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Ive been cutting wheat this past week in West Texas with my dad on our farm. We run a JD 7720 Turbo with a 230 header. The dryland wheat is averaging about 50 bu/ac. I've been driving around 3.0 to 3.5 mph. I was wondering how fast you guys with the 9000 series combines can run with 30 ft head in 50 bu/ac wheat.
 

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5.3-5.9...or according to our dealer you can put the lever all the way foward...thats a little extreme for me though
 

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All depends on how much of the wheat you want in the tank or if you want to reseed by combine. LOL
 

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I run a 9750 in 90-110 bu wheat @ 3.5-4 mph. I usually don't go much faster than this because as Harsh says, it usually puts more out the back. I've seen some custom harvesters go 5-6 mph and when the volunteer starts growing again u can see a real difference. Anyways, I know this doesn't give u an answer, but it can kinda give u an idea.
 

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You guys are making me want to harvest wheat SO bad....but mine is just not quite ready, yet. I do not know what our wheat is going to yield, but "the straw" is surely there! Freeze damage was hit and miss in our neck of the woods...mostly miss, I would guess. If I had to guess-timate how much our wheat will average, I would say about 60-65 bpa (100% dryland). There are more heads than not with 4 grains per mesh; but then on the other hand, there are a few small grains in some of those same heads.

I am like the most of you here...I want to have the grain in the bin, NOT on the ground! Pulling back on that orange lever is the best way to prevent volunteer wheat.

One time, I was cutting with this old man, and we stopped our machines to look for carry-over/throwing wheat out the back end. He contended that if he could put his [big] hand on the ground, and within that hand print find only 5 grains of wheat, he thought he was doing a "more than swell" job of harvesting. I have never really stopped and thought that "formula" through all the way, but my gut instinct tells me that would equate to quite a bit of carry-over by the time it's all said and done..

I sew a wheat called Cutter, and also some Scout. Both of these varieties thresh very easily. By the time they are mature, screaming really loud might do a little threshing, inofitself. Seems like 4.0-4.5 mph was the ground speed I remember in 50-60 bpa wheat (that was with my 930R platform). I'll admit that I am a little bt anal, though, when it comes to combining correctly. I have a real problem blowing through a crop that took the better part of a year to mature/produce...a good yield (50 bpa +) and a good price ($5.65 last time I checked) makes it even harder to close your eyes & mind and push the orange lever forward!
 

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I think it's something like 11 kernels per sq ft to equal 1 bu/ac loss rate.
Also, ALWAYS check your ground in front of the combine, especially with so much inclimate weather and your easy-threshing varieties. Many times, the combines/operators get blamed for something they simply had NOTHING to do with!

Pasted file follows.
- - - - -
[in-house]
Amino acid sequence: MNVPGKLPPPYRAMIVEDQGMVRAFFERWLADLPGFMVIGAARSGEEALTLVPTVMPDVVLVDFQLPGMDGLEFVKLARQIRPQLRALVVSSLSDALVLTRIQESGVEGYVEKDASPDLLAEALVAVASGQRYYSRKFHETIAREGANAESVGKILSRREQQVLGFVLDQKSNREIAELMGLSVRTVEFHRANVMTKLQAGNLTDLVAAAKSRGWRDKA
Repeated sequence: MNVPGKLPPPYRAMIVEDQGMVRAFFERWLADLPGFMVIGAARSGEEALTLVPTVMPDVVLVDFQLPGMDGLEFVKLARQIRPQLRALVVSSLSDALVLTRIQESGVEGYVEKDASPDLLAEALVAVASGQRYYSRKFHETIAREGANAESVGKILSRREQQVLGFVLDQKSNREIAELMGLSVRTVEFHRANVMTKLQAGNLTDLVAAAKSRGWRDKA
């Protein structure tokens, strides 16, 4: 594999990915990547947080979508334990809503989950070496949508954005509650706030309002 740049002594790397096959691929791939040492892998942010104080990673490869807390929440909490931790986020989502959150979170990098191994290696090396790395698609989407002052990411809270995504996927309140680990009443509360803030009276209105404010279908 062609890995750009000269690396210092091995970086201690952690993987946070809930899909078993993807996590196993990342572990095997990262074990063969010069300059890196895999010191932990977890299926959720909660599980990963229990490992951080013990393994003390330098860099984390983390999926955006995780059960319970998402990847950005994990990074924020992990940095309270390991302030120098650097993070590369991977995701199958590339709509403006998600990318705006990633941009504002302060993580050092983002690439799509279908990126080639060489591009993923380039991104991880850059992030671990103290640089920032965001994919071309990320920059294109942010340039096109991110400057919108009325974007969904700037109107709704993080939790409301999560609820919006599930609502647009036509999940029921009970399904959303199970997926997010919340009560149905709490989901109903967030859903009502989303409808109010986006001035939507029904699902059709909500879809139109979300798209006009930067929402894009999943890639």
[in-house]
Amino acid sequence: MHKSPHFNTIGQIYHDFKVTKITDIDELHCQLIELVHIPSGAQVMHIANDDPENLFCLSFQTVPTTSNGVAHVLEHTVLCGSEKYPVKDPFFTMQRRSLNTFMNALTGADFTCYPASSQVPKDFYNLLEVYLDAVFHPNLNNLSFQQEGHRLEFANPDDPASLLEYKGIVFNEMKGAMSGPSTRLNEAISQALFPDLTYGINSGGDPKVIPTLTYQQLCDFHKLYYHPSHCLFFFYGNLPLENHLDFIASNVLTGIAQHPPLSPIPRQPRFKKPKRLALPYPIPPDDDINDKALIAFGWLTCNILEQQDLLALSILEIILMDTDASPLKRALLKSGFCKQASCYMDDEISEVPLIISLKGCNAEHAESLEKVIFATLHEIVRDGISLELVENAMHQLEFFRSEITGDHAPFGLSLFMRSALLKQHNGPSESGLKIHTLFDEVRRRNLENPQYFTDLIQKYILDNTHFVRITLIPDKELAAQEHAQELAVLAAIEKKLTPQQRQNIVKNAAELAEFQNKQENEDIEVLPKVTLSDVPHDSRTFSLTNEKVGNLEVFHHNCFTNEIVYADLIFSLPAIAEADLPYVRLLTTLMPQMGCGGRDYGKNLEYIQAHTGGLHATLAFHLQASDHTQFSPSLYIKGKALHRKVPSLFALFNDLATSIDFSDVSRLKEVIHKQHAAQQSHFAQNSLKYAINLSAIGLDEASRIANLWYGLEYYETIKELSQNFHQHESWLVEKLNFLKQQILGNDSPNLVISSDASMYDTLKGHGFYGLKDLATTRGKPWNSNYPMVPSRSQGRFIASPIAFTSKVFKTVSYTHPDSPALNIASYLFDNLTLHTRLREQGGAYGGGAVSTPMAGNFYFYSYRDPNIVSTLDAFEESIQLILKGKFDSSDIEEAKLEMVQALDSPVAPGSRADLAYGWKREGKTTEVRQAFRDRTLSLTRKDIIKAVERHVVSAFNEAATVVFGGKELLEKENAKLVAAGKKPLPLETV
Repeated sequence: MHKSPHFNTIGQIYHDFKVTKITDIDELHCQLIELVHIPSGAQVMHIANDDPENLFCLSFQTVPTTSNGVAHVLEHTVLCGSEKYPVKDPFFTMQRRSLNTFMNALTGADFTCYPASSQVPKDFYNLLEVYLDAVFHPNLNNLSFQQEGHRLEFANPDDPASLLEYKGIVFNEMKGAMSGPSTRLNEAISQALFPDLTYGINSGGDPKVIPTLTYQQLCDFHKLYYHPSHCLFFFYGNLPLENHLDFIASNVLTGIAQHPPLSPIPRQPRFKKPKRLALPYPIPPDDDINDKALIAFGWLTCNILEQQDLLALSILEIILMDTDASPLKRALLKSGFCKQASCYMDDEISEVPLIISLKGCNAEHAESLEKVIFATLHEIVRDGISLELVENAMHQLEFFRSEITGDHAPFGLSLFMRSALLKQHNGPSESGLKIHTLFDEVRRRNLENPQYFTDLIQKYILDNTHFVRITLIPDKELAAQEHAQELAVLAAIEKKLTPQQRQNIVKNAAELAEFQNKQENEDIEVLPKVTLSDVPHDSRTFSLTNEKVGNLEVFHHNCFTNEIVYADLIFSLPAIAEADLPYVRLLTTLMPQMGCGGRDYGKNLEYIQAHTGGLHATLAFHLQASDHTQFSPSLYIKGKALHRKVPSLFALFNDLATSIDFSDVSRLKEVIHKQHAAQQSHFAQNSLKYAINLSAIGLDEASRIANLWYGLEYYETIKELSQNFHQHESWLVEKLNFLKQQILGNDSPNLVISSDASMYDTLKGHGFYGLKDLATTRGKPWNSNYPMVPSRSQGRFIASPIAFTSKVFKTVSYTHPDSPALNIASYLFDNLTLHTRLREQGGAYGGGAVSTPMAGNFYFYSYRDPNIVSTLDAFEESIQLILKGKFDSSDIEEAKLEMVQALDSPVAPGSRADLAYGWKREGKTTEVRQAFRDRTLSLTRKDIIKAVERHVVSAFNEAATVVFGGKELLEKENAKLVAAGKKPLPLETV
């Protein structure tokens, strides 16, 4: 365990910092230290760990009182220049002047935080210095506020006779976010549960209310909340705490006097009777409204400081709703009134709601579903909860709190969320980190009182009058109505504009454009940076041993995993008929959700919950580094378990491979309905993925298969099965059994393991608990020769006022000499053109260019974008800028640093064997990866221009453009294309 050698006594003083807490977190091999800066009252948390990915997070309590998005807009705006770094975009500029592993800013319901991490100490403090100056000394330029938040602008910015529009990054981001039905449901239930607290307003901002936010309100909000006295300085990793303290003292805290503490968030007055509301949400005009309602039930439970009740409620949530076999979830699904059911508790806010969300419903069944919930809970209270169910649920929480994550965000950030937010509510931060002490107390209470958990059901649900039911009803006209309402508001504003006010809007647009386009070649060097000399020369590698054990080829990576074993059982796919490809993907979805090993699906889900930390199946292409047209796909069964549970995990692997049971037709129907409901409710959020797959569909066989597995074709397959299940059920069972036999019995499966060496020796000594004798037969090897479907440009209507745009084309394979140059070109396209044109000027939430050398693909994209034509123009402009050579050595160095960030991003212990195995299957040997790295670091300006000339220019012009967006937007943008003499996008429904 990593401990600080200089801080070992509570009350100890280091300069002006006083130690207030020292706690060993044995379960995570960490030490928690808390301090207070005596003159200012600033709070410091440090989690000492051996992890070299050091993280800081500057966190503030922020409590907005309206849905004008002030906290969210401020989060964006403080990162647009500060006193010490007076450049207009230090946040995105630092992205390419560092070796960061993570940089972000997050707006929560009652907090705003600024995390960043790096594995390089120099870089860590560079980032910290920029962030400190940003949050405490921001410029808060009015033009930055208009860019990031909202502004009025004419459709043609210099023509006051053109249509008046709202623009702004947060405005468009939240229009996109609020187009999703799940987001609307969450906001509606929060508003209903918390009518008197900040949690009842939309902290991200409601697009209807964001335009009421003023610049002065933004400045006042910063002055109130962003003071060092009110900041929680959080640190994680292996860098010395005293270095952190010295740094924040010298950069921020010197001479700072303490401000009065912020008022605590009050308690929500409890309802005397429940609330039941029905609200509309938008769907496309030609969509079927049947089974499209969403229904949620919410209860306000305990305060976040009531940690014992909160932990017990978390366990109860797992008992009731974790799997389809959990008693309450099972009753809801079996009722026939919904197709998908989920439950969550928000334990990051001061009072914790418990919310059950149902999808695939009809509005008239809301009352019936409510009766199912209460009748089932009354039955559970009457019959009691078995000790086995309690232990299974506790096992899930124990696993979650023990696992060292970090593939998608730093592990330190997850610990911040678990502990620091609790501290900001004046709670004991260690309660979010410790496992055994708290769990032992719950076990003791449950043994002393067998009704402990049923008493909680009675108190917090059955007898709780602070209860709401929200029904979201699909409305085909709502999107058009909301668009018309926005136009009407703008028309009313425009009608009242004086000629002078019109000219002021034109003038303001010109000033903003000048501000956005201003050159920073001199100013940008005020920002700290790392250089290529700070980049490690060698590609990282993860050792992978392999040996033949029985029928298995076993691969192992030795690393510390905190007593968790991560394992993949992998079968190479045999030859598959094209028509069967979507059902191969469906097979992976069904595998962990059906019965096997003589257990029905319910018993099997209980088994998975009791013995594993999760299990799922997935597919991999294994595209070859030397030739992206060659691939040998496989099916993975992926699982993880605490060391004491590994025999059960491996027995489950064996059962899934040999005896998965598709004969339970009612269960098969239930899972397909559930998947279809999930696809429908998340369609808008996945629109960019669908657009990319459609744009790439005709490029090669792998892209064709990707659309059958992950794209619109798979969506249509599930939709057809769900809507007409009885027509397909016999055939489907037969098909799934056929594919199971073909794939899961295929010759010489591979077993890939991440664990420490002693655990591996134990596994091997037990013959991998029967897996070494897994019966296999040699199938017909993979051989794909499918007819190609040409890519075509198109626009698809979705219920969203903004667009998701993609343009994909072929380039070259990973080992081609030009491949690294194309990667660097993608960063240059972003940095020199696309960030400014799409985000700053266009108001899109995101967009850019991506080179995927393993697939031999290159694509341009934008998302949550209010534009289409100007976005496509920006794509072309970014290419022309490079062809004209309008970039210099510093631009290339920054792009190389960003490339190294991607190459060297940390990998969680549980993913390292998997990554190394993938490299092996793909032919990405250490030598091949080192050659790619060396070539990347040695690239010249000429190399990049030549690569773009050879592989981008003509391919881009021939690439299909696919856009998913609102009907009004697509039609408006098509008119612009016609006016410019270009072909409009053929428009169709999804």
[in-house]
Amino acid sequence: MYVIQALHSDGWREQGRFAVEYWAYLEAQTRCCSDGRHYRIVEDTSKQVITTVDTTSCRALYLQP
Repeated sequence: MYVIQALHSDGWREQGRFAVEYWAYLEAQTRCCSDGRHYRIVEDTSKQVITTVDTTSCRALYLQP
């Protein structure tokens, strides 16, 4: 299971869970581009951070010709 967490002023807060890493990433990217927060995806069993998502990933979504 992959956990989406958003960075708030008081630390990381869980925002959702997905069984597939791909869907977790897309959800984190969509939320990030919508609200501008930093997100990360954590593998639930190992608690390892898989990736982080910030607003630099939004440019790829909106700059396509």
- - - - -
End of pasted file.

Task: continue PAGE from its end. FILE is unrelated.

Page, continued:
Easy to thresh=higher shatter loss.
 

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The amount of kernels per square foot varies with the width of the header and the width of the spread of the chaff.

I think the formula for wheat is this:

1,000,000 kernels per bushel (if memory serves me correctly) divided by 43,560 square feet per acre = 23 kernels per square foot if spread the entire width of the header, or if checking pre-harvest or header loss. (1 bu per acre loss).

If the chaff is not spread the width of the header then you take the width of the header divided by the width of the spread of the chaff i.e. 30 foot head divided by 6 foot sieve width (with no chaff spreader) = 5.

Take 23 kernels per square foot times 5 = 115 kernels per square foot to equal 1 bu per acre of combine loss in that example. This is due to the fact that you are concentrating the loss from a 30 foot swath into 6 foot strips.

The formula is the same for other crops, you just have to know the average amount of seeds per bushel, everything else is the same.

Hope this helps
 

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Quote:The amount of kernels per square foot varies with the width of the header and the width of the spread of the chaff.

I think the formula for wheat is this:

1,000,000 kernels per bushel (if memory serves me correctly) divided by 43,560 square feet per acre = 23 kernels per square foot if spread the entire width of the header, or if checking pre-harvest or header loss. (1 bu per acre loss).

If the chaff is not spread the width of the header then you take the width of the header divided by the width of the spread of the chaff i.e. 30 foot head divided by 6 foot sieve width (with no chaff spreader) = 5.

Take 23 kernels per square foot times 5 = 115 kernels per square foot to equal 1 bu per acre of combine loss in that example. This is due to the fact that you are concentrating the loss from a 30 foot swath into 6 foot strips.

The formula is the same for other crops, you just have to know the average amount of seeds per bushel, everything else is the same.

Hope this helps


1,000,000 seeds / bu. might not work so well because there are small, medium and large grain wheat and barley varieties. 23 kernals per sq. ft. isn't so bad with a 30 - 36' header and the chopper and chaff spreader off. with chopper and chaff spreader off, a bushel / acre loss can vary from 70 - 100 kernels / sq. ft.
 
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